Content is key to getting referrals. It’s the proof you need to show what you do, and it’s memorable material for your contacts to spread the message for you.

Use these six writing rules to create unforgettable messaging, and develop creative content that makes it come alive.

Sharon Tanton is an expert contributor to Marketing Donut, a freelance copywriter and marketing consultant and a Valuable Content associate.

Want to know more? Read Drayton Bird’s excellent words of wisdom in our article, Keep your sentences short — and other secrets of good writing

How to become well-connected on Twitter

September 21, 2011 by Grant Leboff

Blue birdsSocial media now accounts for almost a third of all activity undertaken on the web. A lot is spoken about how it can be a fantastic tool for companies to accelerate growth. However, many businesses venture into this brave new world only to be left disappointed with the results.

Of course, platforms such as Facebook, YouTube, Twitter, LinkedIn or many of the others are merely tools. It is how companies utilise these that really matters.

Many businesses are still confused as to how Twitter is best used. Too many are simply using it as a broadcast tool, shouting their message to a small group of random individuals who happen to follow them over time.

Twitter, however, like all these social platforms, is a great way of developing relationships and staying engaged with prospects and customers alike. Of course, in the first instance one requires followers in order to have people with whom to build relationships and stay engaged.

When starting on Twitter one of the easiest ways to engage, with the right people, is to follow people who are interested in what you do. 

This is achieved by searching on individuals and businesses that work in the same sector as your company. When you identify one of these, you can then see who follows them by clicking on their followers tab on the top of their profile. While some of their followers may be family and friends, it is also likely that many of these followers are interested in what this company or individual stand for, or provide. Therefore, by following these individuals you will start to be in contact with many people who are predisposed to be interested in what you do.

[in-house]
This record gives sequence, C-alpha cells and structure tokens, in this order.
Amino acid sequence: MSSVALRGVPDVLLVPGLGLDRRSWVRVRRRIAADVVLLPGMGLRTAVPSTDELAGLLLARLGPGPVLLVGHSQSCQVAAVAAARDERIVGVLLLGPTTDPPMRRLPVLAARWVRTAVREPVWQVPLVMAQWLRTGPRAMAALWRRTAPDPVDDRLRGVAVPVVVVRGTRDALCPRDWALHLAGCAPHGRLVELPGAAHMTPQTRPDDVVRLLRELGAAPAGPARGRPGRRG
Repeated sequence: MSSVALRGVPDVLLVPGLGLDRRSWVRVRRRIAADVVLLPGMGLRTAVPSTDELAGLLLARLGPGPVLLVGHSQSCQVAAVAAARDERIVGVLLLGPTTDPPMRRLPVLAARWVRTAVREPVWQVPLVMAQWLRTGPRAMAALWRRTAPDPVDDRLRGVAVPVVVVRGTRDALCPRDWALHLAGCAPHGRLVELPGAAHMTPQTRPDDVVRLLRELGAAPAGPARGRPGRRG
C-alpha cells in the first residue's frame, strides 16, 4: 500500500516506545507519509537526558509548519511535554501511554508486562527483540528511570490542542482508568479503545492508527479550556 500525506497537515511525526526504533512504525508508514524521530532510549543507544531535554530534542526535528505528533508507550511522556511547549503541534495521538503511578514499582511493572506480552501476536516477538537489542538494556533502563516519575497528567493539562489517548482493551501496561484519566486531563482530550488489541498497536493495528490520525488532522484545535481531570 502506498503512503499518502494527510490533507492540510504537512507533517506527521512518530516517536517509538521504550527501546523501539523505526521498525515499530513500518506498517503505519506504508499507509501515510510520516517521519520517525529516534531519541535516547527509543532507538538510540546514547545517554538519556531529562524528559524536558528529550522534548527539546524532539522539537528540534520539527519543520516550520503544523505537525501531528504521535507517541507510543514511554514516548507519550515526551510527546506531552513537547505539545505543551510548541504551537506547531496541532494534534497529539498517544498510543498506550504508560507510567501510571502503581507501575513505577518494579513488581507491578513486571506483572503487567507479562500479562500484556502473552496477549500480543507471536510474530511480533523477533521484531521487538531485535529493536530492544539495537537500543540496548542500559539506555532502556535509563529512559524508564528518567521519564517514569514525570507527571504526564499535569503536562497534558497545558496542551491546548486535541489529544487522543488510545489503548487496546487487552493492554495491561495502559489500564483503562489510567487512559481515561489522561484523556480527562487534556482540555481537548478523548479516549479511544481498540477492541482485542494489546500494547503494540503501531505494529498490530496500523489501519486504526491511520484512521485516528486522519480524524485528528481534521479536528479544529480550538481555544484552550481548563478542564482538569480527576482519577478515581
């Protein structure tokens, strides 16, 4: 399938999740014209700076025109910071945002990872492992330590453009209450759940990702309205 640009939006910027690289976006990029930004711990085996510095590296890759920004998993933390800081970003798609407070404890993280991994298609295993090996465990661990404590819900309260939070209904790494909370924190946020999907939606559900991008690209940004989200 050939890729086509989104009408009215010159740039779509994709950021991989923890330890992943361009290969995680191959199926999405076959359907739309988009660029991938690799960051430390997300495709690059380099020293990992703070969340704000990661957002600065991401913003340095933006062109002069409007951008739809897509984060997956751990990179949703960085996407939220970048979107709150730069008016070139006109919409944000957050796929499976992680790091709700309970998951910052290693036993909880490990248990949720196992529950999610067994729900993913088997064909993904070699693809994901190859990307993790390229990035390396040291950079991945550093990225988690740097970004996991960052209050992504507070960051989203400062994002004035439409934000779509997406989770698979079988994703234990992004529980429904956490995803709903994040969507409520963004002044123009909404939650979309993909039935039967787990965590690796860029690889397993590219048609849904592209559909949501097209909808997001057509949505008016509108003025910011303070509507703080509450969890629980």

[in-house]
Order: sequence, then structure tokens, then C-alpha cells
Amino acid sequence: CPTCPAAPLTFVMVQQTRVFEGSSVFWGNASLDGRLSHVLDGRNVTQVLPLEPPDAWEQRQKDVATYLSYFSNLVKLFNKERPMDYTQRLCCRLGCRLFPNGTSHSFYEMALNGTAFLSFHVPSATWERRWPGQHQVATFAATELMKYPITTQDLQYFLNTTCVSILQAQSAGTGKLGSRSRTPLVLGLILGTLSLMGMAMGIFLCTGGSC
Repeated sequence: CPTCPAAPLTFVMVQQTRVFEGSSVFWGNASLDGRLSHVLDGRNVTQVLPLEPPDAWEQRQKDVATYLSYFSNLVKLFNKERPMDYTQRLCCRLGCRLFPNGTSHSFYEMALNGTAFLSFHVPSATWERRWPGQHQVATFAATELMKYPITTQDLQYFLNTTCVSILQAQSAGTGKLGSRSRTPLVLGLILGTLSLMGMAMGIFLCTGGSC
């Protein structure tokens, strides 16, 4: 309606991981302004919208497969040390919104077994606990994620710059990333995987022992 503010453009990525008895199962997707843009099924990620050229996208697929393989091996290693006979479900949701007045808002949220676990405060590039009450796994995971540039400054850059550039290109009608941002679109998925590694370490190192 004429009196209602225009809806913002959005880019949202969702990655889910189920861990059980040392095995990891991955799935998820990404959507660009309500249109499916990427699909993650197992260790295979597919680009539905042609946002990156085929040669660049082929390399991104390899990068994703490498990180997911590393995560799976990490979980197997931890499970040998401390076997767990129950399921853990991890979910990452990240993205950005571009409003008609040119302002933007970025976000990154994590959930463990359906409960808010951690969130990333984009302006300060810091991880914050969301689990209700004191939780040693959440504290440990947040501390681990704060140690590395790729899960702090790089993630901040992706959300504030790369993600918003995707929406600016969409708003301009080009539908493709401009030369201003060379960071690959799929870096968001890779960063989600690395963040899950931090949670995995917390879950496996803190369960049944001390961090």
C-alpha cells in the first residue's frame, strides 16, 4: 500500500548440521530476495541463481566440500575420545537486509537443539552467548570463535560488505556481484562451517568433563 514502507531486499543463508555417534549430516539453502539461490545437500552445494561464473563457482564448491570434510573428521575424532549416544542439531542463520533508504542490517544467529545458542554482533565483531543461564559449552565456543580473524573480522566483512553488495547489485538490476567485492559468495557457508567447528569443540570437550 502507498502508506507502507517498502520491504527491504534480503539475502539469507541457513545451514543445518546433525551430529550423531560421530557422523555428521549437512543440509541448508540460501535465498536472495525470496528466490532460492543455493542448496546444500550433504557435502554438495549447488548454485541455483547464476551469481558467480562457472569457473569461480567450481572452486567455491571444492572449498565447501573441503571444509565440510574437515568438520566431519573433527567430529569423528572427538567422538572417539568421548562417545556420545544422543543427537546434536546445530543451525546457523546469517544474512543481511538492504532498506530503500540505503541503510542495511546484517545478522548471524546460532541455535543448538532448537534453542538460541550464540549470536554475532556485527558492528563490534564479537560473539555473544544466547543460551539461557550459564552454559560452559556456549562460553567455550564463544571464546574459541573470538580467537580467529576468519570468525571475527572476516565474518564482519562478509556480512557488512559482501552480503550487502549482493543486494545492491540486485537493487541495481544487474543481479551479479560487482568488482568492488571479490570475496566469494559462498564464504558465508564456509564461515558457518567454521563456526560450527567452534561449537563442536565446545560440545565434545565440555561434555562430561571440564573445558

Once you are following these people you can start to listen to their conversations, develop relationships and contribute content of value when it is applicable. Many of them will probably follow you back and, therefore, you will start to be able to reach out and engage with them.

When trying to build relationships and engage, Twitter is no different from any other social platform. There are certain principles to keep in mind.

Firstly, listening is more important than speaking, which is true in any online or offline conversation. 

Secondly, people don’t join Twitter to find out about your products and services. They join to stay in contact with friends, meet new people and obtain information of value to them at their time of choosing.

Therefore, simply broadcasting messages is ineffective and inappropriate. However, providing content of value, retweeting content which your followers may find valuable, and entering into real and genuine dialogue with people, will enhance your reputation and will, over time, lead to opportunities for your business.

Grant LeBoff is an expert contributor to Marketing Donut and CEO of the Sticky Marketing Club.

New to Twitter? Read Get started with Twitter.